Wednesday, July 13, 2011

What's past is prologue

For the third time in the five years that I've been studying to be a doctor, this city gets bombed by terrorists. This time I feel better equipped to deal with the casualties but as luck wud have it, a relatively lighter posting had me heading home in the middle of terrible traffic the same time as news of the blasts started to filter thru.

I was on a completely different route, of course, but one cudnt help but get infected by the panic in the air on the roads today.

After making several futile attempts to call mum and dad on their cellphones on jammed networks, my driver suggested we switch on the radio where helpful RJs told us about the location of the blasts, the condition of traffic on the roads, what routes to avoid, and where brand new checknakas had sprouted up.

So a usually forty-minute long ride morphed into a two hour-long odyssey punctuated by frequent text messages asking me if I was home and safe, all the while I was frantically trying to call mum and dad.

With the radio our only source of reliable information we had it switched on the whole time and as reassuring messages from family and friends started pouring in, so did news about patients pouring into our hospital, when this unexpected song started playing on the radio.

And for a few minutes I was dumbfounded. The ridiculous optimism of the song sounded hopelessly and naively out-of-place in these dangerously cynical times.

But in those minutes, I realized that this song was from another time and place. That it was recorded in a city which had never been laid siege to, in a country that had not gone to war against its neighbour numerous times, by idealistic people who had believed that the battle for freedom had really been won. Once and for all. And that the beautiful, peaceful utopia they'd dreamed up wud come to exist in the future, that their children wud inherit this vision of a perfect world.

And then the song ended, the next song played, and it was "Bombay Meri Jaan" and what cud I do, but wistfully change the channel? It was the only way to stop the past from seeming like some sort of paradise, to stop feeling that now, whenever the world changes, it is always only for the worse.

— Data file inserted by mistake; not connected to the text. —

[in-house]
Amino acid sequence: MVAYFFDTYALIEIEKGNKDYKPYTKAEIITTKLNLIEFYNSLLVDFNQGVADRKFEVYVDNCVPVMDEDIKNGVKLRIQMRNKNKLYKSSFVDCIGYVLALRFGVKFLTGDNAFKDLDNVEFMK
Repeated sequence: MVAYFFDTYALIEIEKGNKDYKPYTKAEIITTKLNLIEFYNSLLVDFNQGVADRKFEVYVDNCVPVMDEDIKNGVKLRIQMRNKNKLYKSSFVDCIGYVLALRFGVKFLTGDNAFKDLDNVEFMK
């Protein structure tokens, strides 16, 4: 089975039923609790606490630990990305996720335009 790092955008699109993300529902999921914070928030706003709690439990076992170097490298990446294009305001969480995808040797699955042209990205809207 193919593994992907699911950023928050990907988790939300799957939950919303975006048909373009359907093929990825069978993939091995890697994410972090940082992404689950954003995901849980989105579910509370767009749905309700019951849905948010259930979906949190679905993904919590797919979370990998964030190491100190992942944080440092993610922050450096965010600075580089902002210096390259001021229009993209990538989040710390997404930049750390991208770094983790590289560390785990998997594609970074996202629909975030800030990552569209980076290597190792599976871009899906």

Sakshi said...

Oh I wish, paradise was not lost!

S. Susan Deborah said...

Quite sad, what has happened to Bombay. I just couldn't believe that it was happening again. Karishma, I loved this spontaneous and candid post (all your posts are) but this one, I don't know. I think like this about all your posts.

Joy always,

Vivere said...

Take care.. and thanks for uploading this song. Quite a refreshing treat!

PS_ the world has witnessed two world wars. It was never a paradise after all.

R said...

So, so sad. Very disappointing, this. Unbelievable that bomb blasts become so recurrent. I'm glad you + fam. friends are safe though

Tangled up in blue... said...

Sakshi, I wish the idea of paradise wasn't lost to us, atleast.

Susan, thank you for your words, as always. They fortify me whenever I read them. :)

Magus, exactly. It wasn't, but there was a vision of the future as one. It's just depressing that this is how it's all turned out.

Riddhi, you know, I heard from my batchmates about the way they brought patients in, loaded in taxis and trucks. Becoz our civic authority doesn't have ambulances at the ready. And it was other people that brought them in, not paramedics or doctors. I think there's this eerie sense of order that Mumbai keeps now. Everyone knows what to do in the event of a bomb blast. People protect each other becoz they know they're not getting any help from their government. The sense of calm is restored rather easily. But what a terrible price to pay for learning to not lose our minds in the face of disasters.

R said...

It really is. People should not have to go through this to become tougher. It's pretty lame- by now at least the govt. should be prepared for these kinda attacks, seeing as they're not so random and far in between anymore. At least the people aren't waiting for help anymore; that's Something.
You know the First thought that rushed through my head when I read about this was Thank GOD I don't have family/friends in Bombay! Terribly selfish, I know. It must be terrifying for you guys man, and I get why SO many people are pissed off right now with the lack of action or improvement.

Soin said...

it just seems that way no? its information, which comes in volumes and with speed, that had killed that utopism in us. people from the past had lesser stuff to worry about and more time to dream and maybe

Ramya said...


Tangled up in blue... said...

Riddhi, I think the only time the truly resilient people of Bombay act out with such anger is when they really begin to feel that their city is becoming unlivable. And that's a sad thing to say about one of the great cities of the world.

soin, you're probably right. Ignorance was bliss, I guess.

Ramya, I know. I get. :(

Srishti said...

You tell it so well! Its devastating what happened, and your narration is so makes me feel as if I'm in the taxi with you.

Wish you all the luck :)

mgeek said...

Imagine by John Lennon...

Tangled up in blue... said...

Srishti, thank you. I missed you here! :)

mgeek, exactly! Imagine! It must have been in the air back then, that never-say-die idealism.